In Joan Dunayer’s article, “Here’s to Your Health,” Dunayer informs the audience about the “nonstop” advertising of alcohol as well as the myths they have conceived throughout American society. Dunayer makes use of rhetoric elements such as pathos in order to argue against the harmful misconceptions about alcohol such as professional success, social success, and sexual appeal. Her effective use of pathos along with other rhetoric elements such as anecdote, imagery, characterization, and diction heighten the appeal that pathos already has on the readers.
Dunayer uses pathos in order to capture the attention of her readers. From the beginning of Dunayer’s article, the use of an anecdote is prominent. She explains a freshman’s experience on a varsity team bus, amongst his much older teammates (1). This instantly triggers a feeling of unease in the reader. Not to mention, the age gap between the characteristic of the more innocent freshman, and his elder, more experienced counterpart creates a tense atmosphere within the cramped space of the vehicle. A tequila bottle is offered to him by his veteran team members. Afraid of being seen as “a sissy” he “felt he had to accept”(1). At this point, readers can sympathize with the young boy. Most people have, at one point, felt obliged to give in to popular opinion and/or peer pressure for fear that there would be repercussions laid onto them by society. This narrative is no different. Joan emotionally appeals to that specific instance in order for us to understand and relate to the thoughts and actions of the boy.
Additionally, the author further increases the effectiveness of her use of pathos by way of diction. When describing the manner in which the freshman handles drinking the alcoholic beverage, the author uses “swallows” instead of word choices such as down, swig or ‘chug’(Dunayer 1). These words are commonly used to describe drinking any alcoholic drink in a laid-back or celebratory setting. However, this is anything but a ‘celebratory’ instance for the freshman whose experience ends in misfortune. The word “swallow” conveys a feeling of a strenuous and unsure effort to drink when used in the article’s context which appeal to the emotions of the readers. Furthermore, when describing how common alcohol advertisements are in mass media, Dunayer states, “ads appear with pounding frequency”(1). Many people can most identify “pounding” with a headache. Tieing the rates of alcoholic ads on TV and the unpleasant feeling of a headache makes readers feel negative towards alcoholic ads in the media. Joan “associates positive emotions towards her argument while associating negative emotions to her counter” helping her arguments and claim to be accepted and adopted by her audience (Dlugan 1). The feeling of pressure persistently being on the head and no way to avoid it. With many frequent alcohol ads on TV, radio, internet, or billboards, one can compare the persistence of such ads, along with their false myths, to that of an annoying seemingly endless headache.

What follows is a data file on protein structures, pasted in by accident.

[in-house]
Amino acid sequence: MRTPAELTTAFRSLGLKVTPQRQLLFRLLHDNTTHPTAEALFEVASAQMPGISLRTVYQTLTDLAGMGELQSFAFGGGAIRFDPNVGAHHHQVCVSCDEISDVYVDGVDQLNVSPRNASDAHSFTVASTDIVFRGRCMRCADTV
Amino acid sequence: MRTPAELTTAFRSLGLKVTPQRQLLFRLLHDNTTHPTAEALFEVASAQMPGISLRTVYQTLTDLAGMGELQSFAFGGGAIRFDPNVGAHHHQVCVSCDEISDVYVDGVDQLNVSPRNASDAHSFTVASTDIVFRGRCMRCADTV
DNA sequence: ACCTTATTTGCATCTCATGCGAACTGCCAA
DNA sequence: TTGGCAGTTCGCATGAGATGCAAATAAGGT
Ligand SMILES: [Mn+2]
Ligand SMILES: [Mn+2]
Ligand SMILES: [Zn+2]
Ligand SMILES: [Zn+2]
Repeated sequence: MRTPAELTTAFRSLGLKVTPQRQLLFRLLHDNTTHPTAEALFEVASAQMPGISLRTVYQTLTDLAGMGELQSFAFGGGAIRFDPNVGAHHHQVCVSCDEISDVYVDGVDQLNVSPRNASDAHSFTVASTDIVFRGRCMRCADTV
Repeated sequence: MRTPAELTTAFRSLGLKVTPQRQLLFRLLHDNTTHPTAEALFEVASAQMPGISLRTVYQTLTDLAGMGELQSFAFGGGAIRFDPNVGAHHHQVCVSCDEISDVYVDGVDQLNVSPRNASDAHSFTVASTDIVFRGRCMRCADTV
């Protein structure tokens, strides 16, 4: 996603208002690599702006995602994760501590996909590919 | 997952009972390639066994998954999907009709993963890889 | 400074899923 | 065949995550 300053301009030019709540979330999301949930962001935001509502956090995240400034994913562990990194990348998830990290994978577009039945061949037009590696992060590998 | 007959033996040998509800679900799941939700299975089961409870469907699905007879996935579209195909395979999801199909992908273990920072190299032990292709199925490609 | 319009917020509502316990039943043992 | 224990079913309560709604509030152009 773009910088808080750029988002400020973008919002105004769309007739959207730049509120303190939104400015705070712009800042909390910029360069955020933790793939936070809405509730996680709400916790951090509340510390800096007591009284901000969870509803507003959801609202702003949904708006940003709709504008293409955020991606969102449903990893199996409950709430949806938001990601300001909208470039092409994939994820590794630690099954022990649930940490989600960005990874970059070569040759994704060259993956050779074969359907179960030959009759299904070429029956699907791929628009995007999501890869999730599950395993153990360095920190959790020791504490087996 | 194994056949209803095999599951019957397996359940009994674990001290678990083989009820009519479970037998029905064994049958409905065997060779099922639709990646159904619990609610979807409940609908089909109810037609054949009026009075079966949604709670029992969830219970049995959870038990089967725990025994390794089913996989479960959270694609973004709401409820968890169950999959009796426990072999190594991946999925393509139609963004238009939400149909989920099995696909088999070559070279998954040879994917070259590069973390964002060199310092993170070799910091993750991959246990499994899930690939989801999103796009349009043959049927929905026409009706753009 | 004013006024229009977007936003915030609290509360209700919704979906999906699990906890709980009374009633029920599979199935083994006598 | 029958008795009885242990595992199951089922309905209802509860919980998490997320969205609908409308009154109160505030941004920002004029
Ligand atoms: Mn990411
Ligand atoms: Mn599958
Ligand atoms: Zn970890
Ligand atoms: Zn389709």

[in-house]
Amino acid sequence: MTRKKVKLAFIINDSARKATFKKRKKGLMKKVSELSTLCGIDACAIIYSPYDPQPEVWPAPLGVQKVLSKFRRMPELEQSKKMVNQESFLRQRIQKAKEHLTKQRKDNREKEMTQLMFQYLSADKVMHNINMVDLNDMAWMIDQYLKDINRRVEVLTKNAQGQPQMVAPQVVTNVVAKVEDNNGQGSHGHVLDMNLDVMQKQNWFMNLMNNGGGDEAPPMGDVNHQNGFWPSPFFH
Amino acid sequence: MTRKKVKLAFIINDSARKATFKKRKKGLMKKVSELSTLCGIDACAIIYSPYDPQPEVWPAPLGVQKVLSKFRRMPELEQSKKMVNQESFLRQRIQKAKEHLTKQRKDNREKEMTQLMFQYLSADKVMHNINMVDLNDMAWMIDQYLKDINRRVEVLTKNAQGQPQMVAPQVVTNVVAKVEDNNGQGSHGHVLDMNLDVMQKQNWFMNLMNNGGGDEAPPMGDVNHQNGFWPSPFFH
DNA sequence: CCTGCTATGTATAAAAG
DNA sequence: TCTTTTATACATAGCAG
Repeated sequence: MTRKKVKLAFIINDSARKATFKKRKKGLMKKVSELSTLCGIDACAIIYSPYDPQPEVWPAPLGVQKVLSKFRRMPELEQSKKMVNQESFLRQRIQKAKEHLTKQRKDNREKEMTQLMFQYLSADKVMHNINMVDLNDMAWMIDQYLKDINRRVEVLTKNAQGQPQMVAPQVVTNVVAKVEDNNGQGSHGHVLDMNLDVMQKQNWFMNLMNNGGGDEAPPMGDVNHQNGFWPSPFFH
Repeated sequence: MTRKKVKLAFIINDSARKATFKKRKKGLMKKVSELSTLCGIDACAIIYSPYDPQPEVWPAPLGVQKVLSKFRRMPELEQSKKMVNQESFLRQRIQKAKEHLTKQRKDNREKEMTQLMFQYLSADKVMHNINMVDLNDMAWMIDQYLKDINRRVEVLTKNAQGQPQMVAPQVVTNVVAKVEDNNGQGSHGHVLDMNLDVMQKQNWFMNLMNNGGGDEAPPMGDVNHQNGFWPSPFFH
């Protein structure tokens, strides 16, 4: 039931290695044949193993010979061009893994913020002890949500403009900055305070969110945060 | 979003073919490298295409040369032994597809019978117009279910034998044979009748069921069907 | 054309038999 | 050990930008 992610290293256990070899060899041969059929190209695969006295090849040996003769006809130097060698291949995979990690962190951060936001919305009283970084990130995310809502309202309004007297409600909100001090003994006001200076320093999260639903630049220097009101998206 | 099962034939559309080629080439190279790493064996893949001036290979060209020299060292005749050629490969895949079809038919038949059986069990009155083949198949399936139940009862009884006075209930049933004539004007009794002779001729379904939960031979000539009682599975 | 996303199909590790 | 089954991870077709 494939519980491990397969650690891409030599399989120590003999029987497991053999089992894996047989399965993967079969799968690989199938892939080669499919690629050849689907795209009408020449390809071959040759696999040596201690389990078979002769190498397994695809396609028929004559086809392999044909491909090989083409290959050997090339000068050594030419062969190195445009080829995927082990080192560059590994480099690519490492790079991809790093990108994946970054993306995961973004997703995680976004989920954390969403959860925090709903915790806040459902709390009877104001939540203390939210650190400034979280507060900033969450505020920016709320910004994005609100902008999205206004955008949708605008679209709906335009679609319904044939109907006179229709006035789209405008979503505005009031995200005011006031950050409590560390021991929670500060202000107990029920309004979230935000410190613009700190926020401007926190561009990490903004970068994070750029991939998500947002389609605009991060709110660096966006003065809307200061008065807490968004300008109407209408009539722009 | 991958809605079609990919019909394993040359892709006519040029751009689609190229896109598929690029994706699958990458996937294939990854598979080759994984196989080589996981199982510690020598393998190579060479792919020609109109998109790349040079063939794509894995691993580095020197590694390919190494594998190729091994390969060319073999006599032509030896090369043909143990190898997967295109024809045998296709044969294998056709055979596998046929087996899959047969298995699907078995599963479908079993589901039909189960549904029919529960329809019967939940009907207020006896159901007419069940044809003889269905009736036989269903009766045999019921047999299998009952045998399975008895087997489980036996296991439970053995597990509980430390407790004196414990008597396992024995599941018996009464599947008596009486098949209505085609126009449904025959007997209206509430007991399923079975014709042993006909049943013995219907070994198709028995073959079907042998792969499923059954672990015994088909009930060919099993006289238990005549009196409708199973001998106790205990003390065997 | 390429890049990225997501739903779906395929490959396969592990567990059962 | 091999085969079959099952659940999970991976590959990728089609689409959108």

Finally, Joan uses pathos to help us realize the societal norms we have become accustomed to. The author argues that “parents give children the impression that alcohol is an essential ingredient for social gatherings”(1). Many have gone to a party where alcohol is amongst the many beverages available. Dunayer exposes this point making readers question what we have been taught both directly or indirectly by our families. Although plenty of individuals have been taught by parents to avoid having large amounts of alcoholic drinks or avoid them at all, we can see a contradiction between words and actions amongst our families. Suddenly readers feel a sense of deception on the part of those we are intimate with and a sense of wrongness for being blind to the issue. Joan also makes the claim that alcohol is not the answer to increasing sexual appeal. Many want to become more attractive to gain recognition and have a sense of satisfaction and pride in our physical appearance. The author knows that many people want the easy way out and want to do the bare minimum. She uses the example of a college outing in which the girl does not notice a guy until he “opens the chest and takes out a beer… she smiles over at him”(2). Joan goes on to state that beer causes “infertility in women and impotence in men”(2). This phrase strikes concern onto her audience. Being infertile or impotent is negatively received by young adults trying to have children. This creates uncertainty in people using alcohol to appear more attractive.
Dunayer argues onto why alcohol advertisement is harmful to society. Her effective use of pathos helps drill her argument into our heads. Dunayer makes sure to not only use pathos in one way throughout the entirety of her article. She strengthens the power of pathos by appealing to her audience byways of a relatable anecdote, imagery, characterization, and diction in order to further create a stronger emotion effect and response within the reader.